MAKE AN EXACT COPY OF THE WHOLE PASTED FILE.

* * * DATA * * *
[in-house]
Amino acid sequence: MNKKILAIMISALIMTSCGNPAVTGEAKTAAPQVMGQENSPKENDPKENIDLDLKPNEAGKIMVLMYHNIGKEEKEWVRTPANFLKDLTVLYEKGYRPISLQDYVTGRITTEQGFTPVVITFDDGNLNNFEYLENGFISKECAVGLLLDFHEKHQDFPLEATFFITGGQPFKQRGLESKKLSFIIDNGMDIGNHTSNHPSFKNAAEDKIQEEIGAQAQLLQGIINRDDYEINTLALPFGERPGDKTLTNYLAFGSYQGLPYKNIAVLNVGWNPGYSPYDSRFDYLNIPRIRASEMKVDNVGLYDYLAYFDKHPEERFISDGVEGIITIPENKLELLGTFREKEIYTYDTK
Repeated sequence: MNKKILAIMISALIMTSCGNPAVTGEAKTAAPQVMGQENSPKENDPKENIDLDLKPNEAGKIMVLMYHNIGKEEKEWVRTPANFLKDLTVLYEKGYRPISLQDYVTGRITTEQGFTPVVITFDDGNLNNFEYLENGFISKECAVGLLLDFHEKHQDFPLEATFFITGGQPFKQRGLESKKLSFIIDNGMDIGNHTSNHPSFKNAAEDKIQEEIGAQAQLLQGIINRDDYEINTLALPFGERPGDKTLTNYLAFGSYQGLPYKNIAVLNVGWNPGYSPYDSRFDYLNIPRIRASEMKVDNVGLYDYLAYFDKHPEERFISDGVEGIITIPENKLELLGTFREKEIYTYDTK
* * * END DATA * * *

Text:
[in-house]
Amino acid sequence: MNKKILAIMISALIMTSCGNPAVTGEAKTAAPQVMGQENSPKENDPKENIDLDLKPNEAGKIMVLMYHNIGKEEKEWVRTPANFLKDLTVLYEKGYRPISLQDYVTGRITTEQGFTPVVITFDDGNLNNFEYLENGFISKECAVGLLLDFHEKHQDFPLEATFFITGGQPFKQRGLESKKLSFIIDNGMDIGNHTSNHPSFKNAAEDKIQEEIGAQAQLLQGIINRDDYEINTLALPFGERPGDKTLTNYLAFGSYQGLPYKNIAVLNVGWNPGYSPYDSRFDYLNIPRIRASEMKVDNVGLYDYLAYFDKHPEERFISDGVEGIITIPENKLELLGTFREKEIYTYDTK
Repeated sequence: MNKKILAIMISALIMTSCGNPAVTGEAKTAAPQVMGQENSPKENDPKENIDLDLKPNEAGKIMVLMYHNIGKEEKEWVRTPANFLKDLTVLYEKGYRPISLQDYVTGRITTEQGFTPVVITFDDGNLNNFEYLENGFISKECAVGLLLDFHEKHQDFPLEATFFITGGQPFKQRGLESKKLSFIIDNGMDIGNHTSNHPSFKNAAEDKIQEEIGAQAQLLQGIINRDDYEINTLALPFGERPGDKTLTNYLAFGSYQGLPYKNIAVLNVGWNPGYSPYDSRFDYLNIPRIRASEMKVDNVGLYDYLAYFDKHPEERFISDGVEGIITIPENKLELLGTFREKEIYTYDTK